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Citation:

Newman AB, Yanez D, Harris T, Duxbury A, Enright PL, Fried LP; Cardiovascular Study Research Group. Weight change in old age and its association with mortality. J Am Geriatr Soc. 2001 Oct;49(10):1309-18. 


PubMed ID: 11890489
Study Design:
Longitudinal Observational Cohort Study
Class:
B - Click here for explanation of classification scheme.
POSITIVE: See Research Design and Implementation Criteria Checklist below.
Research Purpose:

To identify health and behavior factors associated with changes in measured weight to explain the association between weight change and mortality in community-dwelling older adults.

Inclusion Criteria:

Participants were selected from the Cardiovascular Health Study, through defined samples of Medicare eligible person in four US Communities (NC, CA, MD, PA).  All participants were 65 years or older.

Exclusion Criteria:

Participants were excluded if they were:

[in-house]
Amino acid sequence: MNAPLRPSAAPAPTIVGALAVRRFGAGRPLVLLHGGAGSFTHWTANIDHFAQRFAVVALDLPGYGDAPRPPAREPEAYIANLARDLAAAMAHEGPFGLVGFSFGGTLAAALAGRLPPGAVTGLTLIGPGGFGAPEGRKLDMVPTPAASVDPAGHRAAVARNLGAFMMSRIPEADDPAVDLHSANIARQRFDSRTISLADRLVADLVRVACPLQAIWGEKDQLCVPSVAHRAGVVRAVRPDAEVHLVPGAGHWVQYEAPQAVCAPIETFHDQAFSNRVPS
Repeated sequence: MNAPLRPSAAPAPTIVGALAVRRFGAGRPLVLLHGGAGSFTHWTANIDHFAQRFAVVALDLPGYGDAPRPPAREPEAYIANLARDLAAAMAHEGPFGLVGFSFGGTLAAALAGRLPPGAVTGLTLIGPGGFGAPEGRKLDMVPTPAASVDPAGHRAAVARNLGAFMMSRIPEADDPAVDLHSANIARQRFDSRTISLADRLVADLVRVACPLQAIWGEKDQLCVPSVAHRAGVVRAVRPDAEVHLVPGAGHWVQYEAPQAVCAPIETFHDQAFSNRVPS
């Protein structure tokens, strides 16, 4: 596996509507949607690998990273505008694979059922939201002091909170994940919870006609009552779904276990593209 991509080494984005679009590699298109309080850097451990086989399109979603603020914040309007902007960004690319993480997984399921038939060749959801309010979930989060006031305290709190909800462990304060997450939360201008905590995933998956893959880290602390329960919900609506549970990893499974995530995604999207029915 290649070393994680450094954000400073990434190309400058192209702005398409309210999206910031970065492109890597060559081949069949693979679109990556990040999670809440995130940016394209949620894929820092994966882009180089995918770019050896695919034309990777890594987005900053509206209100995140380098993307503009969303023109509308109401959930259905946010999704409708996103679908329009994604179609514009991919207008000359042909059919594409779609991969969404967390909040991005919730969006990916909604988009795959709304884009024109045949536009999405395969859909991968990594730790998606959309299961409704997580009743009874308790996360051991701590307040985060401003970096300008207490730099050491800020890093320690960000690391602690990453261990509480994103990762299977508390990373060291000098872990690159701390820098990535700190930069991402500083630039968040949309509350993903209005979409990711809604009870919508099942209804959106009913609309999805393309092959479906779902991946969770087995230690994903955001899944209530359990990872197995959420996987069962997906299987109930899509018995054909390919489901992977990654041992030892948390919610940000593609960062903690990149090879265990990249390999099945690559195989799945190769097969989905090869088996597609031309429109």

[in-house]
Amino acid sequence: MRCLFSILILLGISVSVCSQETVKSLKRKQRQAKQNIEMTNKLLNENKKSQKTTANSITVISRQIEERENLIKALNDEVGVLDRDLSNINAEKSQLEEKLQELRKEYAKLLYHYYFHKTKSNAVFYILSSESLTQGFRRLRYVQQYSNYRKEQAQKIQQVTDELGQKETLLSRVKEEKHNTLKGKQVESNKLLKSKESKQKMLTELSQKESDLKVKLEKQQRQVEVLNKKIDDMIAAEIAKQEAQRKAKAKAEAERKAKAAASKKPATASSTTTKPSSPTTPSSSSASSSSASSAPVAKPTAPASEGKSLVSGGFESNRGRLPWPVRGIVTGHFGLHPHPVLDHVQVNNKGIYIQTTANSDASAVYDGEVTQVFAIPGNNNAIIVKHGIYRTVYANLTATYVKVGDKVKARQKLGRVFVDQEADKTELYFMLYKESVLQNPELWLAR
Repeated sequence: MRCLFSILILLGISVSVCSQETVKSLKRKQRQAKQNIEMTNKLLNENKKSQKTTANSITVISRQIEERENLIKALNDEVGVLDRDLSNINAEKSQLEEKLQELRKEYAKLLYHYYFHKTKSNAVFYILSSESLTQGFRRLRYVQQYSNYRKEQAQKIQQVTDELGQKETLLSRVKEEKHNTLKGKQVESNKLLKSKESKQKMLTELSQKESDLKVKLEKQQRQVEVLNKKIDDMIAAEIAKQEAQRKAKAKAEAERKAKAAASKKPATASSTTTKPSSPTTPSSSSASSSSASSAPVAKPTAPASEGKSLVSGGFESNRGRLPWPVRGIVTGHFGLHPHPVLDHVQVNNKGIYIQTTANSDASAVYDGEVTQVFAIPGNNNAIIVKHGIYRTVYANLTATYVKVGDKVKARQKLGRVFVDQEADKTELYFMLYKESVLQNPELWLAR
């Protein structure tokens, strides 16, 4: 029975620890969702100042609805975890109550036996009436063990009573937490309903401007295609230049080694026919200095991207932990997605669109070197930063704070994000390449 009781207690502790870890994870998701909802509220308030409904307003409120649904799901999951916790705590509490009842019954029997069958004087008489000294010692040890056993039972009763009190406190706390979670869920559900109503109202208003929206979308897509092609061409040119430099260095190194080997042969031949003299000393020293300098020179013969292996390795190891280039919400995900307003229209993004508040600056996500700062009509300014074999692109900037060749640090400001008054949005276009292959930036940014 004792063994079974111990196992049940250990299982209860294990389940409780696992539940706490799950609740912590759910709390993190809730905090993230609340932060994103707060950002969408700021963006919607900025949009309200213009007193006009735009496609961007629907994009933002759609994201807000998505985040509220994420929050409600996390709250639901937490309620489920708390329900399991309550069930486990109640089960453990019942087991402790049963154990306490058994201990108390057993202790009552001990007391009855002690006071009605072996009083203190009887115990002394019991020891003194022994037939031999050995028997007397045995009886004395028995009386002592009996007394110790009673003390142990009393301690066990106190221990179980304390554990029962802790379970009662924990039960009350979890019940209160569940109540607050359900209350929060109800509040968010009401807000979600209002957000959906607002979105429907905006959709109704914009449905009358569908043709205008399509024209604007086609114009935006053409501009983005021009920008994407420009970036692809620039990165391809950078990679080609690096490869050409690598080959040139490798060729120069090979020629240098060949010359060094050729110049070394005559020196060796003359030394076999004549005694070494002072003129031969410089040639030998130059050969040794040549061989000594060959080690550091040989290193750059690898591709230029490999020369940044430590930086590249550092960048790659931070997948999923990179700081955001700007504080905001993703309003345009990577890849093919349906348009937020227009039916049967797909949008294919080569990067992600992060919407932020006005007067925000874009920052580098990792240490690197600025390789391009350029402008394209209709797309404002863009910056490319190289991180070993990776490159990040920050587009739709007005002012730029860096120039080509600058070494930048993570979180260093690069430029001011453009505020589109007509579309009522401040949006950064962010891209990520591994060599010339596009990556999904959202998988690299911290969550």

• living in an institution
  • wheelchair-bound in the home or
  • actively under treatment for cancer.
Description of Study Protocol:

Recruitment

Recruitment to the original study was not described.

Design:  Longitudinal observational cohort study

  • Weight was measured at baseline and at the 3 year follow up visit.
  • Baseline characteristics were evaluated as predictors of weight loss
  • Participants were followed for 1-4 years for mortality study.

Blinding used (if applicable):  not specified

Intervention (if applicable):  not applicable

Statistical Analysis

  • Percent weight change and mean total weight change were assessed using frequencies and plots of distribution.
  • Associating factors assessed by analysis of variance or chi square tests with Bonferroni correction for multiple comparisons.
  • Linear modeling used for independent factors.
  • Cox proportional hazards models for risk assessment.
Data Collection Summary:

Timing of Measurements